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JennB

You are getting sleeeepy...very, very sleeeeepy...
Joined
Nov 19, 2011
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Lampasas, TX
While I agree that the teacher DEFINITELY shouldn't be passing on misinformation, you do have to consider the fact that the school in question apparently teaches creationism. Supplying facts doesn't seem to be a top priority in general.

:headwall::headwall:GAAAH!! Don't even get me started on this serious, and growing, breach in the war for keeping religion and gov't seperate!:headwall::headwall:
 

Est

War. War never changes.
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haha thread CLOSED!


(just kidding, guys)

*chuckle* I'm just one mod of many, but it looks like everybody's being respectful. :)

As for the original post, it seems like one of those cases where if interpret "what the teacher meant" liberally enough that it could be correct. Both as previously mentioned, over evolutionary timescales, or in cases where the nutrients can be supplied via a non-damaging method, we do see (or would expect to see) a reduction in investment in carnivory. So the point is relatively correct; carnivory exists to supply nutrition via an alternative method and will reduce in the absence of that pressure.

Ask your teacher if a cactus will grow like a "normal plant" if you grow it in water. ;)
 
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Cernunnos Woods
Only mention of fossils and CPs I've seen is in Flora Malesiana Vol. 15 (Nepenthacae) which states that there were pollen grains found in the fossil record that resembled Drosera pollen but the fossilized pollen was 10 times larger than modern day Drosera pollen grains. It's fun to imagine CPs 10x larger than they are today, although the plants probably wouldn't have the same morphology as they do today. Nobody knows what they would look like since pollen is all that's been found preserved so far.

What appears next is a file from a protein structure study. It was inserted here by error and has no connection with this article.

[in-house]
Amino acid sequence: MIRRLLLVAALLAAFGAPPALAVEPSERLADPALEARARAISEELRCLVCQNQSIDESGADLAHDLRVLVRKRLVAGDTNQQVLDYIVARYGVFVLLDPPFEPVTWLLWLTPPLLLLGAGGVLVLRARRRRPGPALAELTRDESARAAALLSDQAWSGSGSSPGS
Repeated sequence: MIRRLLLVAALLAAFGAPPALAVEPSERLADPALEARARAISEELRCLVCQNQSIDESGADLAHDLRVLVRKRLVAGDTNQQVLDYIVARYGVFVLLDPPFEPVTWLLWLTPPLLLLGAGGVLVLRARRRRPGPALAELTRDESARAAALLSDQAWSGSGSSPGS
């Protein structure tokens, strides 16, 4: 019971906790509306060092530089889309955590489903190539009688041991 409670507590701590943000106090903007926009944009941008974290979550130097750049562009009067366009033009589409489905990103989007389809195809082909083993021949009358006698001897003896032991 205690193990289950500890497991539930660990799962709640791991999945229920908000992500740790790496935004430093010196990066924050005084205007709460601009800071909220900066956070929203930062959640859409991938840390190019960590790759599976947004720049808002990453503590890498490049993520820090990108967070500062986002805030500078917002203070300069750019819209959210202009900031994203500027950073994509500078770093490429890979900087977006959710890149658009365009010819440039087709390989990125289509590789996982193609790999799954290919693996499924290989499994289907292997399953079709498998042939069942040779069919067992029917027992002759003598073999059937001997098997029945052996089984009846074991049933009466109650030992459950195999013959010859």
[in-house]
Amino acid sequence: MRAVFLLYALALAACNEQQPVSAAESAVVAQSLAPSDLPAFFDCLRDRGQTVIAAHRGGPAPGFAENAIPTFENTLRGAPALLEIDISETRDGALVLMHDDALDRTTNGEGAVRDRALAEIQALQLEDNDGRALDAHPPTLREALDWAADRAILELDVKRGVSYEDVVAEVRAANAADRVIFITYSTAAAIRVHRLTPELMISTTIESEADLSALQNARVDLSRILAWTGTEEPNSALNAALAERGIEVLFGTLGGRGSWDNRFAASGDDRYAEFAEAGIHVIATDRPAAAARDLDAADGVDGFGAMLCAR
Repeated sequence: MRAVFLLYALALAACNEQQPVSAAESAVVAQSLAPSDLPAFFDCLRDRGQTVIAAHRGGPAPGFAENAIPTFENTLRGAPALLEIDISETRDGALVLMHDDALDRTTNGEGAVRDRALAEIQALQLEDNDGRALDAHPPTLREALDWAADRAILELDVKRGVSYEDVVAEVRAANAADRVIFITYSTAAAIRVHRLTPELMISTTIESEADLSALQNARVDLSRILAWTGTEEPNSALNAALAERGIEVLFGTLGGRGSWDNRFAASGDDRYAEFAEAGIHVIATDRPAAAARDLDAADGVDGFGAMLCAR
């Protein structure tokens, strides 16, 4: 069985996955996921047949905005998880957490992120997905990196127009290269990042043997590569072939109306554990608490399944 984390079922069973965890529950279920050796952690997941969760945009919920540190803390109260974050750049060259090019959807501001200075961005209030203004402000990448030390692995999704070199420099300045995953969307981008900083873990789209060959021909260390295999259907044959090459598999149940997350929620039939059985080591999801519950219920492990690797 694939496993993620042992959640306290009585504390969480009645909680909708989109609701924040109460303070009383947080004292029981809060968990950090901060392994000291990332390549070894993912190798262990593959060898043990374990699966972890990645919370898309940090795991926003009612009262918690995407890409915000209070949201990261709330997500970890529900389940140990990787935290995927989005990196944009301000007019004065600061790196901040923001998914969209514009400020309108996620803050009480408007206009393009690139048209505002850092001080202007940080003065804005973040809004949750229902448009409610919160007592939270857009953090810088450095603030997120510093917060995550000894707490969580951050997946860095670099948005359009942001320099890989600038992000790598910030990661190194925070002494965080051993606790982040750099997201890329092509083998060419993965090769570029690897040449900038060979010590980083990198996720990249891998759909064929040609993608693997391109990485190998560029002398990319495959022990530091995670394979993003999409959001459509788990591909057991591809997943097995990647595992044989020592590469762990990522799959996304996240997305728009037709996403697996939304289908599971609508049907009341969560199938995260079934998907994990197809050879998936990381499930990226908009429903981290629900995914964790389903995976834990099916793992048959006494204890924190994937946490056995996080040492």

TheFury

Oh, the humanity!!
Joined
Oct 3, 2010
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Brooklyn, NY
It absolutely amazes me that paleontologists can dig up a rock that formed tens of millions of years ago and extract miniscule grains of pollen, and identify them reliably! *head explodes*
 

TheFury

Oh, the humanity!!
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Wow! A. longicervia eh? I think I saw a nice looking Archaeamphora clone on eBay the other day. I hear their preferred media is 1 part sand to 1 part Brachiosaurus dung :-))
 
Joined
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can we have the isbn of that book please? Im very curious.

978-1-932012-54-5

---------- Post added at 06:50 PM ---------- Previous post was at 06:41 PM ----------

By the way the textbook on what is has to say about Carnivorous plants, is all true. Just read it.
 

TheFury

Oh, the humanity!!
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"Students who take and understand this course will be very well-prepared for a tough university biology course."

:headwall:
 
Joined
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https://apologia.securesites.net/store/index.php?main_page=product_info&cPath=4&products_id=6
One chapter from it.. "MODULE #9: Evolution: Part Scientific Theory, Part Unconfirmed Hypothesis" :-))